Let me be clear that I do not think there is a vast creative writing conspiracy, filled with professors who don’t care about their students. I have only encountered compassionate, knowledgeable professors in this discipline. But I do think some self-reflection is in order. Few other academic programs are marketed or discussed in such spiritual terms. Writing students are given “time” to write, to find themselves. While feeling almost new age in its promises, creative writing speak retains working-class metaphors. Writers must be agrarian when they “cut the chaff.” They are to be craftsmen and craftswomen, carpenters of words. If writers are spoken to as skilled artisans, it should follow that they not only produce beautiful and useful creations, but that they also know how to sell those creations. This does not happen. It is reasonable to expect that graduates of a discipline understand the economic realities of that discipline.
An apprentice artisan observes the economic realities of his or her discipline. My father and grandfather were carpenters. They built homes and remodeled bathrooms. They worked when other people slept or relaxed. They had to create things that were beautiful and useful in order to make money to help feed their families. Their profession required the synthesis of artistry and practicality.
Could writers learn from carpenters? I think so, but in ways less metaphorical than literal. Charles Blackstone, the managing editor of Bookslut and author of the novel Vintage Attraction, thinks writers need to know more about the business of their art. He says during the days of postal submissions, writers often had to read “an issue or two of the publications to which they submitted, mainly due to the fact that that was largely how anyone knew about what journals were out there.” Now writers unfamiliar with the submission process can sometimes produce “absurd results.”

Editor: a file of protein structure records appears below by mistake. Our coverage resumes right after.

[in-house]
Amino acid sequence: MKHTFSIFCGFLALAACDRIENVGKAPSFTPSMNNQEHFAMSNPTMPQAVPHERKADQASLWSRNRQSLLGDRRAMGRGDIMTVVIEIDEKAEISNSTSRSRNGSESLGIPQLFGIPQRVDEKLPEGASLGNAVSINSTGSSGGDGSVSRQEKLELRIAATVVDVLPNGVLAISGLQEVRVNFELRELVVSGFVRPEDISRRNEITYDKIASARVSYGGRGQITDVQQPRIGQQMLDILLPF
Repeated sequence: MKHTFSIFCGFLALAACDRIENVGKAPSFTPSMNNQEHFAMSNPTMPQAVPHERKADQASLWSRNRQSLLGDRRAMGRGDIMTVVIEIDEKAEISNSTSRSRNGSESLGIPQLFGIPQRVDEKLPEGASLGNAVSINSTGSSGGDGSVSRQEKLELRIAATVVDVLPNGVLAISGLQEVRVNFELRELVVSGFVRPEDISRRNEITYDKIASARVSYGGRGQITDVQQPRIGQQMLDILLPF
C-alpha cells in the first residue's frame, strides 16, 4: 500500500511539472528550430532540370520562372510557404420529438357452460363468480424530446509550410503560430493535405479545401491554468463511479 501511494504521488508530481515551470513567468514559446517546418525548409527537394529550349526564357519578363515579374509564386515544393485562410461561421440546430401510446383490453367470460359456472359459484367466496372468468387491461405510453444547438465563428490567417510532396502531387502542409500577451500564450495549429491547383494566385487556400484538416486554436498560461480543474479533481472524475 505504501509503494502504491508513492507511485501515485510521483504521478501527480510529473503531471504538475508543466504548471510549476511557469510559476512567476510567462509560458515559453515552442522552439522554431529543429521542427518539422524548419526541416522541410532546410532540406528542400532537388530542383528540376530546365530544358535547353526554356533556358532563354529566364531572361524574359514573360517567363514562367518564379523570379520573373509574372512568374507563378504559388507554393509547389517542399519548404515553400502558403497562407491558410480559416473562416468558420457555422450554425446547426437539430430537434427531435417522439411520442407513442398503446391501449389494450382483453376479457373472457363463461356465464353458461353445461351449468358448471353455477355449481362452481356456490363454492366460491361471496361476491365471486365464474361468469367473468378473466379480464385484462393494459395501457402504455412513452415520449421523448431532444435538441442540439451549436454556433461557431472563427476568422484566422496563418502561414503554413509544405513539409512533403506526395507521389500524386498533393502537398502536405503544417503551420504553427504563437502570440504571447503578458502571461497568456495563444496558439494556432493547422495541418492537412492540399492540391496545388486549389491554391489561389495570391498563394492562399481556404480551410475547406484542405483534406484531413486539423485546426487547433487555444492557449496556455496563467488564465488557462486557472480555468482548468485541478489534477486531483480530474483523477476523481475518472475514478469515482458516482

Becoming a realist takes time. When Blackstone “was teaching, not that far from being a student myself, I believed that it was all about the art, and that beautiful sentences made work publishable, marketplace be damned, and so on. My years of publishing my own books and editing Bookslut has only reinforced the folly of this kind of romantic thinking. I now know that platform is king.” Often writers–and teachers of writing–forget “everyone still has profit and loss to consider. There’s no getting around that. Without grants and donors, the literary altruists would be out of business too. There has to be a reasonable expectation that something’s going to make some kind of return on investment in order to justify the risk.” When Blackstone received unsolicited submissions of book galleys from publishers, he “could fill a fairly long and wide dining table in about two weeks.” And I didn’t even give my address out to a lot of publicists.” Most of those books weren’t right for Bookslut to cover.